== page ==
Framing Over a Complex Foundation, Part II

I begin by cutting in the plates for each individual wall section and determining the stud height. To get a stud height we use a laser to shoot a line across the rear of the house and check measurements every 8 feet.

It's important to pull stud locations from the same corners as those we will use to pull joist and rafter locations. That allows us to easily stack studs, joists, and rafters, providing for direct load bearing from roof to foundation. This also creates the clearest possible stud bays, which makes life a bit easier for the mechanical trades that will follow behind us.

Using our laser and the telehandler, we level the beam.

Then we make sure it's parallel to the front wall. Once it's level and braced to the exterior wall with a 2x6, we measure from the concrete to the bottom of the beam. With this number we can make a triple 2x6 column to carry one end of the beam.

As we're installing the steel, the other crew members stand up the shorter of the drop walls and nail them off to the sills.

Working together, the entire crew picks up the long wall across the back of the house and places it on the top of the foundation wall. We nail the long wall to the plates as well as to the smaller walls, which will temporarily hold it in place.

To give us one set height for the entire first-floor deck, we align the first (lower) top plate on the drop wall with the PT sill on the full-height foundation walls. Then we run a second KD sill plate around the perimeter of the foundation that laps onto the drop walls as the second top plate.

With such a long drop wall, it's important to make sure it is parallel with the foundation wall, which we confirm by measuring the distance between the rear and front walls at several places. We use 2x6s to brace the drop wall back to the steel, which we had tied to the front foundation wall earlier, providing us with a solid connection point.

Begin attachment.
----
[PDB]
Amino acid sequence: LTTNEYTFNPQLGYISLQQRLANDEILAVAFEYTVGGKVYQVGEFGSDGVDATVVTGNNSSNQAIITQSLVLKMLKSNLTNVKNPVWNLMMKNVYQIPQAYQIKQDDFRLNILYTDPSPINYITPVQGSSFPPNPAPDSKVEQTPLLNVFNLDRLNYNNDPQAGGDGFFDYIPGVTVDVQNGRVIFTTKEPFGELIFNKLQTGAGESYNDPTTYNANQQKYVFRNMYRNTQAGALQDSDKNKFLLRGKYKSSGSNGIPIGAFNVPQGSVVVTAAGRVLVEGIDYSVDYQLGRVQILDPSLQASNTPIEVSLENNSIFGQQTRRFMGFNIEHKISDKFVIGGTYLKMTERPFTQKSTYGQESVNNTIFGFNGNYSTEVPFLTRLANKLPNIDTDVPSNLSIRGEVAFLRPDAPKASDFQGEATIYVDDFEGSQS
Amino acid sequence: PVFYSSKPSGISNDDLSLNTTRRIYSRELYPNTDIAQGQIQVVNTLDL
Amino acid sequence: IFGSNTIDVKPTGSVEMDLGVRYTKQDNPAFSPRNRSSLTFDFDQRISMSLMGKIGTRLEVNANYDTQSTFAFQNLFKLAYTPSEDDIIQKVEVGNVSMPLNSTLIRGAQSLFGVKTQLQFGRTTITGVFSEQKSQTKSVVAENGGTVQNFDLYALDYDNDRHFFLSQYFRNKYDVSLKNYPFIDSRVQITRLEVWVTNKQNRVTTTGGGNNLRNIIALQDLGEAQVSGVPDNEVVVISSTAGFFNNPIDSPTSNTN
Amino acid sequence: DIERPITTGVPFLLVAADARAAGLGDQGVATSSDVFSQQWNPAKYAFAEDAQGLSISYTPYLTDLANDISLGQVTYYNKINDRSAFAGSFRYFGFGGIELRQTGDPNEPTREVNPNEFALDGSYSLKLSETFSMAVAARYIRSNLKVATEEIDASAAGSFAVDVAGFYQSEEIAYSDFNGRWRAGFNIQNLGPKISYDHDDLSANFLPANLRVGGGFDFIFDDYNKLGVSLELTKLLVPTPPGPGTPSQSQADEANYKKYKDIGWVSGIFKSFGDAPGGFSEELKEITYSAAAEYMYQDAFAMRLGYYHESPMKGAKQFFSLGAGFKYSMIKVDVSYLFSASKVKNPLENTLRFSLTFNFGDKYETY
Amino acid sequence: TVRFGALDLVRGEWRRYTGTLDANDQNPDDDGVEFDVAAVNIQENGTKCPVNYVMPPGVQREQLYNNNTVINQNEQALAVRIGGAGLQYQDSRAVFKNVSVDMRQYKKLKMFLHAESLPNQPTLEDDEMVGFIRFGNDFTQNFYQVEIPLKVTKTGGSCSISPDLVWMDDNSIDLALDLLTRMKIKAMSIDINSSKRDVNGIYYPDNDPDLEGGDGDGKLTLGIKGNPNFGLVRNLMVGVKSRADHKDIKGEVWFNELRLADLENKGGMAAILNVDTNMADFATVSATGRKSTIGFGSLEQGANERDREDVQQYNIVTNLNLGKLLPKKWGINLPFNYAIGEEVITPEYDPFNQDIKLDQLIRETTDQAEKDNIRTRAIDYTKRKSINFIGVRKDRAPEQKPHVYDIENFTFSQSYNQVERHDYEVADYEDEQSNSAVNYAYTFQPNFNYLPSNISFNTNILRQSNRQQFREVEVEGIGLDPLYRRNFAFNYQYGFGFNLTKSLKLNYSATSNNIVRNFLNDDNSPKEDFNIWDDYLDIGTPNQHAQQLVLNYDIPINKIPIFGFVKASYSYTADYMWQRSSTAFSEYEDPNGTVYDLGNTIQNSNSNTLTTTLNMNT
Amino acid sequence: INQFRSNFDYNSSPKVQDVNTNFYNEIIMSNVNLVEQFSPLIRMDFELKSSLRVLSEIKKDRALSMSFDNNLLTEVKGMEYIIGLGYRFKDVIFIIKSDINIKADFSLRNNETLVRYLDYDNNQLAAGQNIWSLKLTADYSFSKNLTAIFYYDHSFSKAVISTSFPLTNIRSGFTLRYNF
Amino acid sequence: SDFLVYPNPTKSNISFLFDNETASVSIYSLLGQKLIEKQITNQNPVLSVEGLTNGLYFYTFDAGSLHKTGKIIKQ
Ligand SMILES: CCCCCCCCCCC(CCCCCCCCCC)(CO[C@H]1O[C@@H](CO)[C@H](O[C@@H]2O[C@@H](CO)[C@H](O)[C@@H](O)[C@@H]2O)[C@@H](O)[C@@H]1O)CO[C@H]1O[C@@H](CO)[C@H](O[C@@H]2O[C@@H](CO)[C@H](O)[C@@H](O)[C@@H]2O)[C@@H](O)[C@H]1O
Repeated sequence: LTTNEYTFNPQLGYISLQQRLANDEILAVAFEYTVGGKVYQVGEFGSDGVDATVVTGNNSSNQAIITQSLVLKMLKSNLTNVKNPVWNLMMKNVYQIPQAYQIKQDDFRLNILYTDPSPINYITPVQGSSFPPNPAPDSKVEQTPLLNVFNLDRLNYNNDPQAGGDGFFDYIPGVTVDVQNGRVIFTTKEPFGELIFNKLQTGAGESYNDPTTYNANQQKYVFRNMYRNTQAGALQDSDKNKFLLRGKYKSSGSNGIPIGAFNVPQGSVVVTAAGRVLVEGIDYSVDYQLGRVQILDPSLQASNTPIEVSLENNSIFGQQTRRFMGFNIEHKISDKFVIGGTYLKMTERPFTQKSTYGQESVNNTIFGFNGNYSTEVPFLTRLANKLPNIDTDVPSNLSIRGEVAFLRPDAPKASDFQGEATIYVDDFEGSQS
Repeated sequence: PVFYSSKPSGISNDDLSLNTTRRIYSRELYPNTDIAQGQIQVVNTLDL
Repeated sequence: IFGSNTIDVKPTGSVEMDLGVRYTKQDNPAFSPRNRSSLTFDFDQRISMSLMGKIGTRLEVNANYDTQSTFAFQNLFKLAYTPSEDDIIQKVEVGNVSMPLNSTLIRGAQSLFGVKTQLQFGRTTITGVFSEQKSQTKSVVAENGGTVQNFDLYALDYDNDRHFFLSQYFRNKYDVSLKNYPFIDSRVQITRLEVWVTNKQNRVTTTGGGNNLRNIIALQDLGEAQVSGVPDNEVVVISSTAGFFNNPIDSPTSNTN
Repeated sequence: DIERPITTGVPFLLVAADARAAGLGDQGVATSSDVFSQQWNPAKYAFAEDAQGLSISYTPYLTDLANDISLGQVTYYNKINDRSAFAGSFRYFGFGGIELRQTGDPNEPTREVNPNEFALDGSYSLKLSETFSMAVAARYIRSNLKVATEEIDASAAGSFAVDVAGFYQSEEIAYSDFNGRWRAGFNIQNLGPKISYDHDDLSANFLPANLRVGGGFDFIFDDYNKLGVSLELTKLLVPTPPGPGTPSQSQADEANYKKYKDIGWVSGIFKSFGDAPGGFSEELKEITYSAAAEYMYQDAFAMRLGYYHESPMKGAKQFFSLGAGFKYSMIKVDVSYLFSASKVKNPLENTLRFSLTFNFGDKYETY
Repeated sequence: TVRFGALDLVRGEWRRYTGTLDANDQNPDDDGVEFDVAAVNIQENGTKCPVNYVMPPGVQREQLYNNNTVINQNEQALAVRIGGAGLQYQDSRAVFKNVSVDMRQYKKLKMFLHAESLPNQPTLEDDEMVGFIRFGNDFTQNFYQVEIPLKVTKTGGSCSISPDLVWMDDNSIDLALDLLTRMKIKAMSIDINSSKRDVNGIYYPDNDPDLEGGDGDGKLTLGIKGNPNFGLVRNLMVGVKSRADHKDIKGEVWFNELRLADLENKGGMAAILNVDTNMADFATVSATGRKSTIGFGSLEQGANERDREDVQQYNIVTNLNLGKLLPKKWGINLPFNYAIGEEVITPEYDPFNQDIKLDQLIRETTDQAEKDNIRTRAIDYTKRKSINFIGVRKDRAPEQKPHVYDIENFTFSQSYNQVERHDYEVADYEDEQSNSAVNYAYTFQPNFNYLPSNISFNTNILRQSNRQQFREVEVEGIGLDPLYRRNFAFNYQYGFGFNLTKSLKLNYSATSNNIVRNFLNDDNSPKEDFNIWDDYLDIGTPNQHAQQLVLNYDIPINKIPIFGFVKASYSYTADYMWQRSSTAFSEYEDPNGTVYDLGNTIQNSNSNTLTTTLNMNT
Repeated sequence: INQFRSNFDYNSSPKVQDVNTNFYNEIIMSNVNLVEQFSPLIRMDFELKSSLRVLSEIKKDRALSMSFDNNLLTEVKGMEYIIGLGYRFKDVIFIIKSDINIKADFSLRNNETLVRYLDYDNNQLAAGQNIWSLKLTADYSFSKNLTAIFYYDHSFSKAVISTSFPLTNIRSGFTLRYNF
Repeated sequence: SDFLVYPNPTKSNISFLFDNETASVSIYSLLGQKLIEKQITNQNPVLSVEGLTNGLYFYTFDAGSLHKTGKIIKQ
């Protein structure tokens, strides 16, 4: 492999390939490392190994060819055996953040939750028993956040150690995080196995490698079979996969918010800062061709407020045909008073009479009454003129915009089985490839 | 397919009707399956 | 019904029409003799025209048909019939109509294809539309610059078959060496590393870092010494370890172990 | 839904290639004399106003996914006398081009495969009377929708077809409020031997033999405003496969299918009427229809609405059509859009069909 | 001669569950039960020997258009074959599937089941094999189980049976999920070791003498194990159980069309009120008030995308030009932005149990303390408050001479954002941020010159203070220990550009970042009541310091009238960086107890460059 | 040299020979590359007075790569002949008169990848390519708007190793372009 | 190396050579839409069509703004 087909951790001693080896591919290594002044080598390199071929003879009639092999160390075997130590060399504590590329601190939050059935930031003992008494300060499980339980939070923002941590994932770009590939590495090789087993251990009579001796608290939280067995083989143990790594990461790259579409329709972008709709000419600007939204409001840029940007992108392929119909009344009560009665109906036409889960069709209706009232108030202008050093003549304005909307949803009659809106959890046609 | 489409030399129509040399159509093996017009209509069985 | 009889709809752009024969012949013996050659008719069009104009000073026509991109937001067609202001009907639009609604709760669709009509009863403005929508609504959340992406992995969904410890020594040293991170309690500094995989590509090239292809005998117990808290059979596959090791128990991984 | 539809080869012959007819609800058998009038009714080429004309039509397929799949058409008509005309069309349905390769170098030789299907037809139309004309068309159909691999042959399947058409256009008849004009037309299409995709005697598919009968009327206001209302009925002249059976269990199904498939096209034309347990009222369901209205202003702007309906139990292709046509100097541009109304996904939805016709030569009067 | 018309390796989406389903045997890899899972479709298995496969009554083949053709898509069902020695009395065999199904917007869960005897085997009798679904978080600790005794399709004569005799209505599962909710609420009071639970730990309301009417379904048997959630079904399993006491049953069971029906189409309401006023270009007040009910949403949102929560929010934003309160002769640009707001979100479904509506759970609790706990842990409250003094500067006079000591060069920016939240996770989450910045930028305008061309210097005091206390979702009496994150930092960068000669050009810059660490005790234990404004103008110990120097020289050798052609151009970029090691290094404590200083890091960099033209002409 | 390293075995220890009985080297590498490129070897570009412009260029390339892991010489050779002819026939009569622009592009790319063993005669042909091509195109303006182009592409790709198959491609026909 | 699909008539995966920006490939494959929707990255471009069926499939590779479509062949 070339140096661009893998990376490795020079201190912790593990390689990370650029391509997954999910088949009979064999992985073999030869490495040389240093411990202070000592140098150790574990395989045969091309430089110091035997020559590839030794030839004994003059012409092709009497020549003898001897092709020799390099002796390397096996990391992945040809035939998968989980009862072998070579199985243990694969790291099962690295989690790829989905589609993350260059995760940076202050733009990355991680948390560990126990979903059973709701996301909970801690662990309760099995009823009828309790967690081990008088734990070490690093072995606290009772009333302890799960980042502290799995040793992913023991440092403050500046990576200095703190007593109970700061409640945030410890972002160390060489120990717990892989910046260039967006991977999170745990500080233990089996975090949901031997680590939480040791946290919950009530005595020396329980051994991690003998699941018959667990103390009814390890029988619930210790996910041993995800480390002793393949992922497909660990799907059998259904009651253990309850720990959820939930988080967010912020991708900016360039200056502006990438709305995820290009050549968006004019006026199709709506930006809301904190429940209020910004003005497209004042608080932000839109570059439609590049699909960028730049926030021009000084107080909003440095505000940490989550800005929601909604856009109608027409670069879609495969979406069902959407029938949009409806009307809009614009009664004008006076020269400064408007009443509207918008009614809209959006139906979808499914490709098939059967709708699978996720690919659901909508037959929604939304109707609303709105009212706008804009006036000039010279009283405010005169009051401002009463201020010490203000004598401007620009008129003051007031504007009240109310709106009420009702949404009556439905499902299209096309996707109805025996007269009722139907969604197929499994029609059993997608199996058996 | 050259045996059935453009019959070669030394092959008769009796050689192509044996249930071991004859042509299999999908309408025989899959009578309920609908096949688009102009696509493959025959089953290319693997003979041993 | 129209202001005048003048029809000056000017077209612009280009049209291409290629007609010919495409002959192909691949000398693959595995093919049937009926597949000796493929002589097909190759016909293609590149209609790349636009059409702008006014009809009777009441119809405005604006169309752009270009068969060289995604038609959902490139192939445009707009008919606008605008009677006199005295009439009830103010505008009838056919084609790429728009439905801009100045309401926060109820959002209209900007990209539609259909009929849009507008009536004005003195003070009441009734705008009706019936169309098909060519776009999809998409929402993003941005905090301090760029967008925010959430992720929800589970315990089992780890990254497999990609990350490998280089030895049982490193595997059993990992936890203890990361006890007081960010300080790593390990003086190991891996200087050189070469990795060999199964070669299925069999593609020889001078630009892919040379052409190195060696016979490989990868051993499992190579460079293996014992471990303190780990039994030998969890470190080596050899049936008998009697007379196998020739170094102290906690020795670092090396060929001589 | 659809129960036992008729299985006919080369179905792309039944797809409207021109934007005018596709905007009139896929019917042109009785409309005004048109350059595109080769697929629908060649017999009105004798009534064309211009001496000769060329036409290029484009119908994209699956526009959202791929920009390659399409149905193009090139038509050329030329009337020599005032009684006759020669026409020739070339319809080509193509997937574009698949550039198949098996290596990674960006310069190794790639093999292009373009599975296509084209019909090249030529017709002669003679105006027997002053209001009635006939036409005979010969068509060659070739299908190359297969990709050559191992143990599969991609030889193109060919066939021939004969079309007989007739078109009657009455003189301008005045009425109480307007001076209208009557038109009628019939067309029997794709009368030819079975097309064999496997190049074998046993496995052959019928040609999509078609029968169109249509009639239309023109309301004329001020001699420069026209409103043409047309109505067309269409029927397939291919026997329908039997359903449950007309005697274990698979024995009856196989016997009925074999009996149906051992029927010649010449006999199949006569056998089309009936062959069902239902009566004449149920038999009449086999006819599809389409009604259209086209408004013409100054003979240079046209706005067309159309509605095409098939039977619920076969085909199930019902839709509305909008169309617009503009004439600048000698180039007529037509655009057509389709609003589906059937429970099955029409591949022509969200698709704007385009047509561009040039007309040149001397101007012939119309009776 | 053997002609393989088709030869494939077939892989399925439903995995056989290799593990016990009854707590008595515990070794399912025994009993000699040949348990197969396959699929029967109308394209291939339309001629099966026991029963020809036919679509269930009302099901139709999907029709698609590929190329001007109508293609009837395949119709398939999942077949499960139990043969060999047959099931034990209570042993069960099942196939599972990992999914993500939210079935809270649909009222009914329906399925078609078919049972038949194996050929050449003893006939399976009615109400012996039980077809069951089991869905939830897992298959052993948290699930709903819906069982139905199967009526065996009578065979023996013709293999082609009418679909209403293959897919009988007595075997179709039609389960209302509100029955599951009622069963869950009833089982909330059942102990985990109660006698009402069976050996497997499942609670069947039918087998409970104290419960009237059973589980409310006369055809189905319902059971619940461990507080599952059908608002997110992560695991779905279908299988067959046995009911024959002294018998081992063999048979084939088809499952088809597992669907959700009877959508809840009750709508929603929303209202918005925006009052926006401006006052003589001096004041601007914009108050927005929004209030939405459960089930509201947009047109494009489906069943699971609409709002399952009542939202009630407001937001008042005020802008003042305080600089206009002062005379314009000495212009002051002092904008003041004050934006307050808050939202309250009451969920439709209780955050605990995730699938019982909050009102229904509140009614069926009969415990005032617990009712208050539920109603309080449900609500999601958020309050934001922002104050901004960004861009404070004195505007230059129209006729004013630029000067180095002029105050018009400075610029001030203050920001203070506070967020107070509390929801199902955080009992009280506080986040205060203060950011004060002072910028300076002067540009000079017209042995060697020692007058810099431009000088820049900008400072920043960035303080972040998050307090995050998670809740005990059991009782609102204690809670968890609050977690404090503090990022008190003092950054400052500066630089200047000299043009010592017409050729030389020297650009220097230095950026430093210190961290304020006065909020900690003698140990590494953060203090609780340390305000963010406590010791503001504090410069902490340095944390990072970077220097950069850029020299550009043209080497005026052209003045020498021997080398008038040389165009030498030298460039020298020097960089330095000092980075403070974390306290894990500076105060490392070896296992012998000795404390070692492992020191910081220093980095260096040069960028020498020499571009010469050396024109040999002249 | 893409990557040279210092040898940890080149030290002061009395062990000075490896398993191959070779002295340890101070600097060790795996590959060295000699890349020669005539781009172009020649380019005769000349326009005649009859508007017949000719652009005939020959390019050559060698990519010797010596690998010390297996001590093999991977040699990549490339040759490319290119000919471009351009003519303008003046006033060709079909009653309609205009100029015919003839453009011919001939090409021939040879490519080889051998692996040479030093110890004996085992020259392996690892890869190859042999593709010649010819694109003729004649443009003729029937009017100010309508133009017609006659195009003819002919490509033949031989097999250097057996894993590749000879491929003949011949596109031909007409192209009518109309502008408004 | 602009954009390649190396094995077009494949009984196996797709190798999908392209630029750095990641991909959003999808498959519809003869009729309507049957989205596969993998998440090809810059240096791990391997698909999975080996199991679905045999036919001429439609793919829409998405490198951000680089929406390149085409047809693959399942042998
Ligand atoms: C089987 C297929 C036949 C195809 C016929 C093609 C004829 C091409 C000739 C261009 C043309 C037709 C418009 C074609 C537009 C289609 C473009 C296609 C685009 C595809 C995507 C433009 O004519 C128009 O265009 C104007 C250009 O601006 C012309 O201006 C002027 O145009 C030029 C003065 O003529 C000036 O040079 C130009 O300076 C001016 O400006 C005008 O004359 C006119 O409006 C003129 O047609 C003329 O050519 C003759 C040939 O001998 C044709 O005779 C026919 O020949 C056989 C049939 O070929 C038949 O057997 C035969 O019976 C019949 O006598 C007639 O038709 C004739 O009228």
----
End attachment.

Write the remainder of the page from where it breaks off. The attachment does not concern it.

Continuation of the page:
With the layout complete, we're ready for joists. The first step is to install the rim board along one side of the building—in this case, along all the front walls of the house. We then load the telehandler with all of the I-joists and begin spreading them out, starting from the gable end and working outward. This has the advantage of giving us a safer surface to walk along as we go.

As we spread out the joists on the plates, we put them tight to the rim board on the front sections and make sure that both ends are on their layouts. Because we have no anchor bolts in the foundation, the joists can sit flat and straight, which allows us to snap a clean line along the back of the house and cut all of the joists while they're laying flat.

Once all of the joists are cut, we frame in the stair openings with LVL.

Three crew members begin rolling up the I-joists and nailing them off at our three attachment points.

For the rim running perpendicular to the joists, we typically install an engineered rim board material that's compatible with the I-joists, and on the load-bearing sides running parallel to the joists we install an equivalent size LVL.

On the walkout side of this house, we didn't have enough head clearance for a regular header, so we installed a flush LVL header above the door in the basement wall.

While the rim was being installed, we also installed all of the necessary blocking. Blocking at 16-inch centers is required to support the exterior walls on the LVL sections of the rim. Blocking and web stiffeners are also required for any intermediate load-bearing walls, which we had above our midspan girder.

To install the anchors, one crew member drills the 5/8-inch–diameter holes through the sills and into the concrete.

A second cleans out the hole using an air hose.

A third crew member then drives the bolts with an electric impact wrench.

In the morning, we returned to install the subfloor across the deck. To save time, we deck right across the stair openings.

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